After scoring successful occultations on my previous two asteroid events, and having just had an exciting graze of Beta Tauri the night before with Allen and Jay, I was psyched to go get this "sure thing" event, even if it required a weekday long drive. David Dunham and his unmanned station was also in town, and several other Bay Area occultation people were arrayed across the path. It looked like no one had claimed the centerline - a long drive for most Bay Area people - so I made a promise to go for it. The path crossed Hwy 25 just a few miles north of the turnoff to Pinnacles National Monument. I know the area well and it looked like I had a lock on a great event. The problem was, I had gotten only 1 hour sleep the night before on Beta Tauri night, and was going to get only another 1-hour before the alarm went off and I drove off for this one. The event was 3:27am early Friday morning, and I packed up the RAV4 after a very hectic first night under the star for Astro 8A class. This was the first return to action of the 10" LX200. I grabbed the 10" box and the video gear, went home for an hour of sleep, and then I was off. The weather was clear in Santa Cruz but foggy as I got to Watsonville and stayed foggy as I drove along the Pajaro River and into San Juan Bautista. I thought I might have to take the Paicines fork out to Panoche Valley but it cleared and I stuck with my original plan. I tried to stay awake by listening to KGO and Ray Taliafero's call-in program as he did his usual Bush-bashing. I was having flashbacks of the Upsilon Gem graze 2 years earlier, driving at the same time to the same location listening to the same eery radio program the night of the Bush re-election. Anyway, I was in fine spirits as I approached Pinnacles...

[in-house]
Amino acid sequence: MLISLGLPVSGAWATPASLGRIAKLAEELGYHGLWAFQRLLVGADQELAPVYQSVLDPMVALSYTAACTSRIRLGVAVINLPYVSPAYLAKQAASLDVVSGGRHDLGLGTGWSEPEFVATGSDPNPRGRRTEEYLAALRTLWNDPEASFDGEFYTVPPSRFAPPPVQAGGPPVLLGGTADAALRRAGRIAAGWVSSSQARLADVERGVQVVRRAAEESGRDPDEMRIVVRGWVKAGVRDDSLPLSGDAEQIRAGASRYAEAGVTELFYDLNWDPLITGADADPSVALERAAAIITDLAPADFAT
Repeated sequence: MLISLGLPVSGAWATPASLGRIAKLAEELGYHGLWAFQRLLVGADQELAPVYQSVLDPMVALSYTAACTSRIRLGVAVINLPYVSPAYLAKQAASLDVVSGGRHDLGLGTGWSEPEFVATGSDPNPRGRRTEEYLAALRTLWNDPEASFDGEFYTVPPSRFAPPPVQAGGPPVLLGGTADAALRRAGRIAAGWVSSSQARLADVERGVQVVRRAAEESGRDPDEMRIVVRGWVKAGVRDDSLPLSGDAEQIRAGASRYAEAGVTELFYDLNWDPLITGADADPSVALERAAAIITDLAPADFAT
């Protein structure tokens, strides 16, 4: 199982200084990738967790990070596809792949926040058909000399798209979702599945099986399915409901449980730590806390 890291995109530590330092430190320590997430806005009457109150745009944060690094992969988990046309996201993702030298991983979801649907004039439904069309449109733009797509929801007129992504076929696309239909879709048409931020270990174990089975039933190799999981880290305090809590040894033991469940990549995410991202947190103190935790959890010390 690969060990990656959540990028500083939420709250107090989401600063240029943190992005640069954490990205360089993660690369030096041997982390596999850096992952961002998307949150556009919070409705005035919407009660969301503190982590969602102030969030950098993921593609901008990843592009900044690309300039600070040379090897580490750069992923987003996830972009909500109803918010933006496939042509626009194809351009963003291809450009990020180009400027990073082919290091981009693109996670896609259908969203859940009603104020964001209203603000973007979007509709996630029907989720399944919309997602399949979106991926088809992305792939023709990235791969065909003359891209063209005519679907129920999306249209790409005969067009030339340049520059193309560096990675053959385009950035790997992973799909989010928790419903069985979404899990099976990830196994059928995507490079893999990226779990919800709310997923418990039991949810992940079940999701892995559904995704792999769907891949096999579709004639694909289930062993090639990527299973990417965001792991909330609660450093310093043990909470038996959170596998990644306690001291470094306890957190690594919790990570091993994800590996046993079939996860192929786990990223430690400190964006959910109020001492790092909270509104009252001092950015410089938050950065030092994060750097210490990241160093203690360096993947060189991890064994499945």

I found my dirt road pulloff and assembled the 10". Then, things started to come unravelled... I had forgotten that during the many months that the 10" LX200 has been broken that it's visual back and diagonal had migrated into the new 8" LX200GPS's box. I was fine as long as I was on auto-pilot. But now I had to do problem-solving and in my sleep-deprived state this was itself a problem. I found myself stuck in an endless mental loop as I went from my door storage to the 10" box to the video gear box and finding no Meade visual back..and back again... and again... "I need the visual back. I left the visual back at the observatory. I need the visual back. The visual back isn't here. I need... " etc. etc. At 10 minutes till the occultation, I got paniced enough to break out of the sleep deprivation-induced loop. Maybe I could duct-tape the eyepiece into the back hole of the 10"? Duct tape, left home. But ah! I had just bought electrical tape and I remember putting it in the tool box. Yes! I rigged up enough stray accessory pieces with electrical tape to get an eyepiece in. No way I could get the PC164c going, and it was too late for that anyway. But in 10 minutes I was able to electrical-tape up an eyepiece, the finderscope (another casualty), do a 2-star alt-az alignment, find the target star (fortunately very close to Eta Gem and easy to find), get the WWV and tape recorder on, and still have 40 seconds to spare.
The occultation happened as expected, but was longer than expected; 6.74 seconds. Both events were gradual, but looked like diffraction effects and not duplicity. The events lasted 0.2-0.3 seconds to disappear and reappear, I estimate.
Here's the report page.
It turns out the observer fence was spaced beautifully, and a good ellipsoid solution to the asteroid profile for this event is shown below.